Mary Szybist is most recently the author of Incarnadine, winner of the 2013 National Book Award for Poetry. She is the recipient of fellowships from the Guggenheim Foundation, the National Endowment for the Arts, the Rona Jaffe Foundation, the Witter Bynner Foundation in conjunction with the Library of Congress, and the Rockefeller Foundation’s Bellagio Center. Her work has appeared in such publications as Best American Poetry, The Kenyon Review, Poetry, Ploughshares, and two Pushcart Prize anthologies. Her first book, Granted, won the 2004 GLCA New Writers Award and was a finalist for the National Book Critics Circle Award. A native of Williamsport, Pennsylvania, she now lives in Portland, Oregon where she teaches at Lewis & Clark College.
Look for recordings of this presentation soon in the digital collection, The Elliston Project: Poetry Readings and Lectures at the University of Cincinnati.
Learn more about Events sponsored by the Elliston Poetry Fund.
Like most museums, only about 25% of the holdings of the Oesper Collections
in the History of Chemistry are on public display at a given time. In order to make the remaining 75% available in some form, it was decided to initiate a series of short museum booklets, each dedicated to a particular instrument or laboratory technique of historical importance to the science of chemistry.
Each booklet would include not only photographs of both displayed and stored museum artifacts related to the subject at hand, but also a short discussion of the history of the instrument or technique and of its impact on the development of chemistry as a whole. Several of these booklets are expansions of short articles which have previously appeared in either the bimonthly series Museum Notes, which is posted on the Oesper website, or the series Ask the Historian, which appeared in the Journal of Chemical Education between 2003 and 2012.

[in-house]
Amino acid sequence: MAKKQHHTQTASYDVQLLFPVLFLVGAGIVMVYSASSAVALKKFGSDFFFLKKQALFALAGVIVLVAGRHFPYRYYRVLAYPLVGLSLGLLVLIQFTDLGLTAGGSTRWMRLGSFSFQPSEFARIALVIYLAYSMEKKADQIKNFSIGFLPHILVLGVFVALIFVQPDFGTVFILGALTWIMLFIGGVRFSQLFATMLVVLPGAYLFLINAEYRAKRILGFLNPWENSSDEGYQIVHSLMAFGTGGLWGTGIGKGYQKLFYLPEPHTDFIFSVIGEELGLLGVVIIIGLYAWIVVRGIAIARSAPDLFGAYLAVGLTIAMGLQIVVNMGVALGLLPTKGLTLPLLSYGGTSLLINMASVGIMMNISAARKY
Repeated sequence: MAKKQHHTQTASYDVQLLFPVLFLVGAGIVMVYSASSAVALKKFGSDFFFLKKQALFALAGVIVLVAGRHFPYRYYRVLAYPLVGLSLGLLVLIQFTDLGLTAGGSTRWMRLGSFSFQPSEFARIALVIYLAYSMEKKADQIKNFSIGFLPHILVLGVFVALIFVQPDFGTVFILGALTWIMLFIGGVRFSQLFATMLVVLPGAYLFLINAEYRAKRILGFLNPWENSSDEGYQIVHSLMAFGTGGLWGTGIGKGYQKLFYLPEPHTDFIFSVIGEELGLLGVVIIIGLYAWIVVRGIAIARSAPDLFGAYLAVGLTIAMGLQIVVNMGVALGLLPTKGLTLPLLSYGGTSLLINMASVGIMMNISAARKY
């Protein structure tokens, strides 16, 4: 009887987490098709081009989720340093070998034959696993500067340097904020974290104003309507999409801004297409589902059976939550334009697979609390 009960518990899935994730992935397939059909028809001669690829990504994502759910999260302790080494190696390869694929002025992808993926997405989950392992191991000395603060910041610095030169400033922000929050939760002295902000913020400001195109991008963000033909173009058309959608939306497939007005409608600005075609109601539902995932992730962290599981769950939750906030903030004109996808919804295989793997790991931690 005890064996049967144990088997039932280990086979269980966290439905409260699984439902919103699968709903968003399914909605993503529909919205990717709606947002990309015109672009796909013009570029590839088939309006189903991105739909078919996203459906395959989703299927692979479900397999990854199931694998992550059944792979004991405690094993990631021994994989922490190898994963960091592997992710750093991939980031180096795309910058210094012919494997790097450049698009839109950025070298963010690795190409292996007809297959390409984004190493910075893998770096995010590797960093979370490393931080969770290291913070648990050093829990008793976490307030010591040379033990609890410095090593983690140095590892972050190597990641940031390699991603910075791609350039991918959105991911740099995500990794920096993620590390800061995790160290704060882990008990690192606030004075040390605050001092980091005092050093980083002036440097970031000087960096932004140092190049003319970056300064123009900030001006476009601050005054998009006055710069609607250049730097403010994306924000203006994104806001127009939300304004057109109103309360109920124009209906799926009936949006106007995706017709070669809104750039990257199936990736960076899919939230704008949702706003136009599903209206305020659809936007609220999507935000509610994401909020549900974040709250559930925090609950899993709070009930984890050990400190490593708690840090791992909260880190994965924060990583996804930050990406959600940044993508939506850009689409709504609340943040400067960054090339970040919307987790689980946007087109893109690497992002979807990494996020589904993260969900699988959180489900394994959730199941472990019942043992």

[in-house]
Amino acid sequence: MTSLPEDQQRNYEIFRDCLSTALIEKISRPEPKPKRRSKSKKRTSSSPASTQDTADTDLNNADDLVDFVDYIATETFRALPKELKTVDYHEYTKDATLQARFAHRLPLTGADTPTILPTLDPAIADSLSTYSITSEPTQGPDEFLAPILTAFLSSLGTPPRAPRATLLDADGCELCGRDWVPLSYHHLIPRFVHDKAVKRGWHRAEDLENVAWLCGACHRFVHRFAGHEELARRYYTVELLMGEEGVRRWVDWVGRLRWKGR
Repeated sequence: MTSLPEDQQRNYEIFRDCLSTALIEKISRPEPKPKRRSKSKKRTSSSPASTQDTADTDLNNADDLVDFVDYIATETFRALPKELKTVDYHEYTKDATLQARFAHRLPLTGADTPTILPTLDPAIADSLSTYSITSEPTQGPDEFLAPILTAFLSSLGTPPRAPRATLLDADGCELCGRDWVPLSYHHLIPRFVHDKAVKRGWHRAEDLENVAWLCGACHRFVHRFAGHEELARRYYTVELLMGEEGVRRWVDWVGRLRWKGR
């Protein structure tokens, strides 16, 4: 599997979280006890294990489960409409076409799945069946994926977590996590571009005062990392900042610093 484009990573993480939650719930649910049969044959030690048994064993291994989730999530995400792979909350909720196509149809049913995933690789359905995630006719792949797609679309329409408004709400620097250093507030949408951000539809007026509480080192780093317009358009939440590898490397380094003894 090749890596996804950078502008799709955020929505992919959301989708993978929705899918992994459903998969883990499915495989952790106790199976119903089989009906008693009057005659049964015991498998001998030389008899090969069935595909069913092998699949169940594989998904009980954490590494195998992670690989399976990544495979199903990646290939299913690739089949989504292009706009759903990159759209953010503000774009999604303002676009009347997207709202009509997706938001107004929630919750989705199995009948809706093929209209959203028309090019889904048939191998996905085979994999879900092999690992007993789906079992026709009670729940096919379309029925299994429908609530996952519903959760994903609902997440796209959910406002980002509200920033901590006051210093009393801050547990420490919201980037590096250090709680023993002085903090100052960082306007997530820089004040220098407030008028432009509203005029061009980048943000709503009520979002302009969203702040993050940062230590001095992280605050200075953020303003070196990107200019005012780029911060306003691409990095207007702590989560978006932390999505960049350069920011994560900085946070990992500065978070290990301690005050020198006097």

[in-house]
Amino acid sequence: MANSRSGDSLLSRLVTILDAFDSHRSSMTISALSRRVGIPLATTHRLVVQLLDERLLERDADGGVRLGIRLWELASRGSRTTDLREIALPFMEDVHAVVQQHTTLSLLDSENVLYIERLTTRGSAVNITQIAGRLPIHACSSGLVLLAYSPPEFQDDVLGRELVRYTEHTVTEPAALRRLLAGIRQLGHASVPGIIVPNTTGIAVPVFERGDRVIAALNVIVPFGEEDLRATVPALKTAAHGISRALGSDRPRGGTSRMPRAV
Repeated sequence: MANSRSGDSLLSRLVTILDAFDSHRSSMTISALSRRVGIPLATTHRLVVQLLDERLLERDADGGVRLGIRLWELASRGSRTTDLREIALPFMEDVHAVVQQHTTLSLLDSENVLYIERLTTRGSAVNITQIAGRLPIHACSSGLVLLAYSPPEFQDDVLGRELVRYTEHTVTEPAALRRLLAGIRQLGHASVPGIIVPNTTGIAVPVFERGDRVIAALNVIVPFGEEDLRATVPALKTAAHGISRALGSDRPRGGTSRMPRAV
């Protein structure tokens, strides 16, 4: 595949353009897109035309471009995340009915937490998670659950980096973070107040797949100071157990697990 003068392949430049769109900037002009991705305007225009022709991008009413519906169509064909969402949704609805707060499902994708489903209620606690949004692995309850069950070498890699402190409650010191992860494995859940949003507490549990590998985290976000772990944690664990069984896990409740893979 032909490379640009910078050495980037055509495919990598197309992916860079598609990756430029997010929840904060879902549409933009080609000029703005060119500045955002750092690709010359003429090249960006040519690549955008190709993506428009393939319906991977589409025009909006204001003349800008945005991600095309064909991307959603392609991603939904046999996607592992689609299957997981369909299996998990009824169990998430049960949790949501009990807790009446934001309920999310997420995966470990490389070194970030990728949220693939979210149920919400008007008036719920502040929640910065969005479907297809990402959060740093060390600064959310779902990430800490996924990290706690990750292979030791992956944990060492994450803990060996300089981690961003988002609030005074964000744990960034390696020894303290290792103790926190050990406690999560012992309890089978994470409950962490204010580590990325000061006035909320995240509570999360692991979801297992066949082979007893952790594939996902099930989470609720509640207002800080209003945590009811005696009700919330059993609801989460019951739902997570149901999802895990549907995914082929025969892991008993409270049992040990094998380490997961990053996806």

The 29th issue of Museum Notes highlights a recent innovation in laboratory glassware known as the “fleaker” and traces its historical antecedents to a late 19th-century innovation known as the “beaker flask.”
Click here for all other issues of Notes from The Oesper Collections and to explore the Jensen-Thomas Apparatus Collection.
Newsletter, first published in 2002, contains the latest news and happenings from UC Libraries.
UC Libraries is transforming technology, people, space and information resources to “become the globally engaged, intellectual commons of the university – positioning ourselves as the hub of collaboration, digital innovation and scholarly endeavor on campus.”
It is in this spirit of transformation that we are changing the way in which we deliver Source to our readers. The online newsletter will still contain the latest information about the organization, people, places and happenings in UC Libraries, but will no longer be produced in print. By moving Source online, we are able to reach a greater number of readers on various devices – computers, phones, tablets and more.
Have you used the Cincinnati Subway and Street Improvements collection yet? See digital.libraries.uc.edu/subway. You’ll find the story of the unfinished Cincinnati subway and a map showing the route the subway would have taken, linked to the photographs themselves.
Please complete our brief survey to help the University of Cincinnati Libraries improve the support and delivery of digital collections and to plan future digital collections.
As the culminating experience practicum for my Master of Library and Information Science degree, I am working on a digital collection of documents connected to the evolution of Patricia Renick’s Triceracopter: Hope for the Obsolescence of War. The finished library will illuminate the connections and processes–physical, social, and conceptual–concealed in the finished work. Along the way I’ll ruminate on issues and concepts related to digital libraries (DLs).
Triceracopter is a hybrid of parts with far-flung origins in space and time: part three-horned Rhinoceros-like creature that last walked the earth 66 million years ago, part war-damaged helicopter, the final manifestation of a series of forms that imprinted further forms under the hands, intellect, imagination; and will of a DAAP professor and sculptor whose life included shock treatment for a misdiagnosis of schizophrenia (Chapman 2003), decades of teaching art, and emergence as an internationally recognized artist.